Zach Pascal led Indianapolis in receptions, yards, and receiving touchdowns last year with Hilton out. Marcus Johnson also stepped up last year in Hilton’s absence snagging 17 passes for 277 yards and two touchdowns. Parris Campbell was expected to make an impact right away as a rookie last year but had trouble staying on the field as he only played seven games. If Campbell is able to stay healthy, he will start in the slot. Dezmon Patmon was selected on day three and will fight for a roster spot.
With Eric Ebron gone, the Colts brought in a familiar face to Reich when they brought in Trey Burton. Burton will team up with Jack Doyle at the tight end spot. Doyle had 43 catches for 448 yards and four touchdowns while splitting time with Ebron. When Burton made the move to Chicago, he didn’t live up to the potential many thought he had coming over from Philadelphia. Burton was only able to manage 14 catches for 84 yards last year. Mo Alie-Cox has also shown some flashes in limited playing time as well.
Offensive Line – 85.5, 5th (24% Offense, 12% Overall)
The biggest turnaround the Colts have made is on their offensive line. PFF ranked their offensive line third in the league last year and all five starters played over 1,000 snaps. All five starters return again this year. Anthony Castonzo questioned retirement this offseason but is back again for another year at left tackle. Quenton Nelson is one, if not the best guards in the league coming into his third year. Ryan Kelly and Mark Glowinski make the rest of the interior, while Braden Smith has done an excellent job making the switch from guard to tackle.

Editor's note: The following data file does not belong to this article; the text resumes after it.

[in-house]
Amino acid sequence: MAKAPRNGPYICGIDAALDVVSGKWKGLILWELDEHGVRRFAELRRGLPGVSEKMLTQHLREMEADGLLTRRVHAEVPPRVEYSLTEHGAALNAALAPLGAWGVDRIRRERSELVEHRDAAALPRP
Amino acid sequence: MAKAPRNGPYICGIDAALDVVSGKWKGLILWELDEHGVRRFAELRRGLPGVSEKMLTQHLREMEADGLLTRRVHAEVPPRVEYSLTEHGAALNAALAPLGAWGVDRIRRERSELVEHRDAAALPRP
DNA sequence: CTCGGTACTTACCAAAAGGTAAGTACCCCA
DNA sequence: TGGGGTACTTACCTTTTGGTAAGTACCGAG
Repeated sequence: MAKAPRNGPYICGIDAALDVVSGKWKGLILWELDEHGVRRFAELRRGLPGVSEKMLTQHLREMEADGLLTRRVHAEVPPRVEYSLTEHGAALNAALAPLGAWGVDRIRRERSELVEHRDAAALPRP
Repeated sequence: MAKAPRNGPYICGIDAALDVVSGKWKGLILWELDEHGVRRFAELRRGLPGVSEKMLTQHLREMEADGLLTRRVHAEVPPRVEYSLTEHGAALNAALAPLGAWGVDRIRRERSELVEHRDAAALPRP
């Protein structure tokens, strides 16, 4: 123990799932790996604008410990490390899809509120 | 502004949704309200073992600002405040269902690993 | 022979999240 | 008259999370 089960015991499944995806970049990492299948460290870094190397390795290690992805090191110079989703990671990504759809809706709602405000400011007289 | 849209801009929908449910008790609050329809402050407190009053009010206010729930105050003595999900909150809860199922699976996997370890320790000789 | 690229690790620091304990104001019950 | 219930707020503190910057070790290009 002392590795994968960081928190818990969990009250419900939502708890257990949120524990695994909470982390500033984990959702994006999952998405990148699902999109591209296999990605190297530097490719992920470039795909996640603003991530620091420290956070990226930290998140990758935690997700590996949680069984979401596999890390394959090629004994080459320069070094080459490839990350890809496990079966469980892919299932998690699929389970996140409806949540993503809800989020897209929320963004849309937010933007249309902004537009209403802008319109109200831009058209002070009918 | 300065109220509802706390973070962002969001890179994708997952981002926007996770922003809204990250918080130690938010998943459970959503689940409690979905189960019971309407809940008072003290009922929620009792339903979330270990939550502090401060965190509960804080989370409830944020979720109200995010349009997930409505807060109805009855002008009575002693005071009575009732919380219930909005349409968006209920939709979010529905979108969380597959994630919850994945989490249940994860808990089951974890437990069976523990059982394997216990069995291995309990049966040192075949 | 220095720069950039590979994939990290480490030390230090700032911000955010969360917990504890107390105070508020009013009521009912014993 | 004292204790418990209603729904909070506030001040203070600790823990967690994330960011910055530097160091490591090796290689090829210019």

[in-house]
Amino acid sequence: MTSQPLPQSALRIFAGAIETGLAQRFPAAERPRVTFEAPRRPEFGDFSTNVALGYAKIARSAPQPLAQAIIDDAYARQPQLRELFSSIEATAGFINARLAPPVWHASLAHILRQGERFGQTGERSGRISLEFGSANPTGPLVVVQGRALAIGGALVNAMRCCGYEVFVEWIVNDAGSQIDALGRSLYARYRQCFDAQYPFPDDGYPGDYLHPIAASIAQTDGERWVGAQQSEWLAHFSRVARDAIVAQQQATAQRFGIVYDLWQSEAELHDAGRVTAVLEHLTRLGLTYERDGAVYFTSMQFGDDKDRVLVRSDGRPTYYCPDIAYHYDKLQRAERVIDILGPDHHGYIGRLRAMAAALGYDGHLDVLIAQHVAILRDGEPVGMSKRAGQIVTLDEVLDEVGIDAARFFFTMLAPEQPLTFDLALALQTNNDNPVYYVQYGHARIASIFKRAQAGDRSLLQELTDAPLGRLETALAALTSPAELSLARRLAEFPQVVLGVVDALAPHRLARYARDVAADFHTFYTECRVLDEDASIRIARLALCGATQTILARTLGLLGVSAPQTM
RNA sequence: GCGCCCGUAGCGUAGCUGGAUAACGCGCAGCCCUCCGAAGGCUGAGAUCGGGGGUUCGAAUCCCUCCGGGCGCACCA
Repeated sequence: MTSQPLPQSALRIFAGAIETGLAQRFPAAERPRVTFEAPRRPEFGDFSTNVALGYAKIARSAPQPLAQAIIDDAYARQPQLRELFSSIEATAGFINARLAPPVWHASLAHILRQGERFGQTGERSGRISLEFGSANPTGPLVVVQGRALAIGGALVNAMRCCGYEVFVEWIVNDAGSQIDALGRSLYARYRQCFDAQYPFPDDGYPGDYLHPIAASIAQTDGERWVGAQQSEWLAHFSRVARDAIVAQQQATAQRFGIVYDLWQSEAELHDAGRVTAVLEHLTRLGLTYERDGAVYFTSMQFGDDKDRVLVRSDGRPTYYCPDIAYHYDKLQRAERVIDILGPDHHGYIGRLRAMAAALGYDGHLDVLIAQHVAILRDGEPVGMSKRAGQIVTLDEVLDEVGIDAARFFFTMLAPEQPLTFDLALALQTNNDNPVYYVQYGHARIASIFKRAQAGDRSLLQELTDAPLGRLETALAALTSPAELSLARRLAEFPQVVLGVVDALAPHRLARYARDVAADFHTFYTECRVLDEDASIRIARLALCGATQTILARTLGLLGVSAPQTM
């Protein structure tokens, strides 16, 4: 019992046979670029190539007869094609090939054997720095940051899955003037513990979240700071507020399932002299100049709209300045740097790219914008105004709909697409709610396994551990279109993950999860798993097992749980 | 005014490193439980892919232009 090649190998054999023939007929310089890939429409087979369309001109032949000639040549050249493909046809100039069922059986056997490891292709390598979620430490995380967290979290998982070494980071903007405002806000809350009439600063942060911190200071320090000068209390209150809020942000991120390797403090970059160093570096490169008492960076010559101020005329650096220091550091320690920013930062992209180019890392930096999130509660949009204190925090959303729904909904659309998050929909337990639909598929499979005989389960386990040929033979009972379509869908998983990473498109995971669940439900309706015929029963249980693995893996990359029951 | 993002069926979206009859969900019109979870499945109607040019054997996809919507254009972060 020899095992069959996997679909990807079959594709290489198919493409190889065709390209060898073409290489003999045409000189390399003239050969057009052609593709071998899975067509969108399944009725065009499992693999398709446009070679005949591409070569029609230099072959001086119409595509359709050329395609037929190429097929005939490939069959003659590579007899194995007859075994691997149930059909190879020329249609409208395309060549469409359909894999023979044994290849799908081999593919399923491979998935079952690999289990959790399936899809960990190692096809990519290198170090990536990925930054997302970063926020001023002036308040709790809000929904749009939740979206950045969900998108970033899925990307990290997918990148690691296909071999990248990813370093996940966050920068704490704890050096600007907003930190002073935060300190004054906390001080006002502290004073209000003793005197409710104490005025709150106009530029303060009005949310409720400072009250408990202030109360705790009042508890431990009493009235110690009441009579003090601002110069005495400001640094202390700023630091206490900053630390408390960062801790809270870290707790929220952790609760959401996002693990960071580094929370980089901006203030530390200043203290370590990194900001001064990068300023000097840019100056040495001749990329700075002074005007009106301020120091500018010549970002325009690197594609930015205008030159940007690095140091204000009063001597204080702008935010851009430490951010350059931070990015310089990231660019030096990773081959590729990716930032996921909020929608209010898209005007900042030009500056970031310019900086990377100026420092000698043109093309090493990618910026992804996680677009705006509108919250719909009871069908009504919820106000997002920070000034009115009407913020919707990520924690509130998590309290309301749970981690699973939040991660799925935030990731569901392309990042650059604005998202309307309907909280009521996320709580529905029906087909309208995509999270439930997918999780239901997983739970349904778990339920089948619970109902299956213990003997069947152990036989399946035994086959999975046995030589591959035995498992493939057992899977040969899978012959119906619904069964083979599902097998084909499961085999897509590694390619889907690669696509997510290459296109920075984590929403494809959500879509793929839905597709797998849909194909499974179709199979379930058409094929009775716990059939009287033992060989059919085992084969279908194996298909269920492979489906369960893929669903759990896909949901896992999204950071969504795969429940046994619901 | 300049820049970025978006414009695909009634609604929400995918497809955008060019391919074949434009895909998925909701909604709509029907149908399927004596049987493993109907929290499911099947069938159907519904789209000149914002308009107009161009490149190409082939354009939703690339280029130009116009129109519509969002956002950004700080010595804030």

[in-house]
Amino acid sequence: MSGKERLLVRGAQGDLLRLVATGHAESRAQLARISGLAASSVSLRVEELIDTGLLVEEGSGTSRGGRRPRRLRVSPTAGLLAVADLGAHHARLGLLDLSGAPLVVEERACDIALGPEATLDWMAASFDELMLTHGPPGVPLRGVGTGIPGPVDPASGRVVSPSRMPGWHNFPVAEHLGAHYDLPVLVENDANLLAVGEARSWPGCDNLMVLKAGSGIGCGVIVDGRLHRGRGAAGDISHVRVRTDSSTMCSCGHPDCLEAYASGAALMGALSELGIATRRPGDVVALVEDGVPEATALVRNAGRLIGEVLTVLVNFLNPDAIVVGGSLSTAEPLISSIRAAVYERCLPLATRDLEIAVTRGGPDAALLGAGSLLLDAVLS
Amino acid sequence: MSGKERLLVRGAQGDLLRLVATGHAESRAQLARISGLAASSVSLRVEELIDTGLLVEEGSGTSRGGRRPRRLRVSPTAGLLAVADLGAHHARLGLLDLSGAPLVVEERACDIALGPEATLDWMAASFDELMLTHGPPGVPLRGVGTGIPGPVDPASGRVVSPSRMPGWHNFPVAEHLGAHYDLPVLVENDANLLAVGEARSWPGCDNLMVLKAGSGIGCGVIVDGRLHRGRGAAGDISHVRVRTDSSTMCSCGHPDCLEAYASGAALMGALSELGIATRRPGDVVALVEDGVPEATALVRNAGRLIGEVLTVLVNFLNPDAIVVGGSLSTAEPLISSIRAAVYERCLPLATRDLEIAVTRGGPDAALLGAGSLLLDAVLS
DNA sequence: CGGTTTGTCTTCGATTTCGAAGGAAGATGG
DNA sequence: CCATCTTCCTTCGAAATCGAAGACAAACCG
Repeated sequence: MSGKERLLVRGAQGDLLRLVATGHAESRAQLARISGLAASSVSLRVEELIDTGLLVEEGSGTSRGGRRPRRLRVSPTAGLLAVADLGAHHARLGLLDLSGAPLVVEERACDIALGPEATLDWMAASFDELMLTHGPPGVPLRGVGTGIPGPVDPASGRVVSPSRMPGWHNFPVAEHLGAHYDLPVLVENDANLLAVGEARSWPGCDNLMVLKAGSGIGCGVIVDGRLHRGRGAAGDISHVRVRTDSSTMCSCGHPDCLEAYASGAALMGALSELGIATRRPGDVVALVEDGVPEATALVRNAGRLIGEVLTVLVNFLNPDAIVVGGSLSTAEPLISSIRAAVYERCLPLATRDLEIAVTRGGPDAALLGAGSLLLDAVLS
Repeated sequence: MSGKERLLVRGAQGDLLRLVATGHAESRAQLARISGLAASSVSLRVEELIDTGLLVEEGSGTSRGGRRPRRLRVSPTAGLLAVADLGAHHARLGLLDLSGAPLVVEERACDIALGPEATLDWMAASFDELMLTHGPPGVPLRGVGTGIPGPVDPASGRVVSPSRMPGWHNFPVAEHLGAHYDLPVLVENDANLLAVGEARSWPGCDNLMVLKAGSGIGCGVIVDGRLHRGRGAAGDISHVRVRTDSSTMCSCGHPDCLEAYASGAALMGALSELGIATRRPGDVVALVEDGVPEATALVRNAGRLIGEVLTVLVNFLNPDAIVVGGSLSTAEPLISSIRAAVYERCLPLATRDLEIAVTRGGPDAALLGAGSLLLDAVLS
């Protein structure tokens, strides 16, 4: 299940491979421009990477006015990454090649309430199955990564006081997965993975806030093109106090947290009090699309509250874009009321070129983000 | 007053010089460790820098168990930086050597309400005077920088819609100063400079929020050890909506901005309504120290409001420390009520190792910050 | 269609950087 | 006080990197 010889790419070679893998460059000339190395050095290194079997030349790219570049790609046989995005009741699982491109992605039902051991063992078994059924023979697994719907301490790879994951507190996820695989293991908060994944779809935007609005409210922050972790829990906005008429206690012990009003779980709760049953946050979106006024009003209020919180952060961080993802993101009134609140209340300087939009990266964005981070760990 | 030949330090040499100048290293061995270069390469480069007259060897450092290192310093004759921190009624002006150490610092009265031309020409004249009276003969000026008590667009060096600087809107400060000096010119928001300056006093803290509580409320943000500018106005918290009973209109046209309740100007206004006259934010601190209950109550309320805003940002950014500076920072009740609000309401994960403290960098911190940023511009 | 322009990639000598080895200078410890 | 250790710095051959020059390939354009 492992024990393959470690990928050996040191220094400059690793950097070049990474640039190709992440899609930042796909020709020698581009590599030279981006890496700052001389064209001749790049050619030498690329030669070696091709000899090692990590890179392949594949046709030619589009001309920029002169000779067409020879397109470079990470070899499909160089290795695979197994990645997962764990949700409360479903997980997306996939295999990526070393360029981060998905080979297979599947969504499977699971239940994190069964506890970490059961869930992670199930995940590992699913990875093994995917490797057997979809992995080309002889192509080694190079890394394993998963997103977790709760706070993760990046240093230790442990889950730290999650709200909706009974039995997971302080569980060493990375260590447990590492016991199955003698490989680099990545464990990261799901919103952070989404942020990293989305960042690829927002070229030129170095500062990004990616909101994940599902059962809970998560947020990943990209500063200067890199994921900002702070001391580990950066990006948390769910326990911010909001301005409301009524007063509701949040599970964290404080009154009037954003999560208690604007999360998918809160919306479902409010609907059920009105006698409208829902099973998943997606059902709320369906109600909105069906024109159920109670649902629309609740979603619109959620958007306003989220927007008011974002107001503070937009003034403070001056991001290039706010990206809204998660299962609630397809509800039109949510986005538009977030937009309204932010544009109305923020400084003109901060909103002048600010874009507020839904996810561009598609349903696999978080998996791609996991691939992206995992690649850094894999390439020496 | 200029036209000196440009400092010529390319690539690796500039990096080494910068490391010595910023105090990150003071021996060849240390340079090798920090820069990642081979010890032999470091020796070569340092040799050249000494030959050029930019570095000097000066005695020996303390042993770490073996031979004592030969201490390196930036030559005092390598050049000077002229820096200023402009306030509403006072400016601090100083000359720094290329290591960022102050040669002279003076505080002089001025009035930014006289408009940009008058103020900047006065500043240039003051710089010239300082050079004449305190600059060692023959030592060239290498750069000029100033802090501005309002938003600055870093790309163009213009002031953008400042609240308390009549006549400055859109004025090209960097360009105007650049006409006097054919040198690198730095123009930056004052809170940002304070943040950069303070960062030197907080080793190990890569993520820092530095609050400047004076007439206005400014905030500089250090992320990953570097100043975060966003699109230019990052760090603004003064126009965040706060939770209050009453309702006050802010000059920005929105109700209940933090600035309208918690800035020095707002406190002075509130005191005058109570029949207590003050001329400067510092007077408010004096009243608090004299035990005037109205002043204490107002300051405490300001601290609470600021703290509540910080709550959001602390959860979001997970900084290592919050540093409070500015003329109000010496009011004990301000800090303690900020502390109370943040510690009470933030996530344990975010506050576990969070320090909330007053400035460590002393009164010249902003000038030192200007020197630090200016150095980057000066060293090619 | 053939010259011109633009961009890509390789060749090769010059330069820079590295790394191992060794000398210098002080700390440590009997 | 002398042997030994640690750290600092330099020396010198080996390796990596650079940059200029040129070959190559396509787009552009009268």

Chaz Green and Le’Raven Clark offer some depth with starting experience. Indianapolis was very high on Danny Pinter out of Ball State. Chris Ballard said that Pinter could very well develop into one of the best interior linemen in the league in a few years and has a ton of help and experience in front of him to develop.
Run Defense – 86, 4th (6% Defense, 2% Overall)
The Colts had the fifth-ranked run defense in the league last year and that was before they added DeForest Buckner via trade. Along with Buckner, Denico Autry came into his own last year while Grover Stewart and Al-Quadin Muhammad showed some development. Kemoko Turay‘s season was derailed due to injuries last year but will be back again on the very deep defensive line. Tyquan Lewis and Sheldon Day also provide depth as well. The linebacking group is one of the best in the league against the run, which we’ll get more to later.
Pass Rush – 82, T-13th (21% Defense, 10% Overall)
The Colts finished last year with 41 sacks last year, led by Justin Houston‘s 11. Houston is back again and is taking last year’s second-round pick, Ben Banogu under his wing. Banogu had 2.5 sacks last year in a limited rotational role. Indianapolis got a ton of production from their front four last year getting after the passer as Autry had 3.5 sacks, while Stewart and Muhammed had three sacks apiece. Buckner is added to the fold and had 7.5 sacks last year as well as 12 in 2018. The depth on the interior and front four is insane and all have pass-rush potential. The three starters at linebacker accounted for 8.5 sacks last year as well. The Colts’ depth at this spot is great.
Linebackers – 86.5, T-3rd (15% Defense, 4% Overall)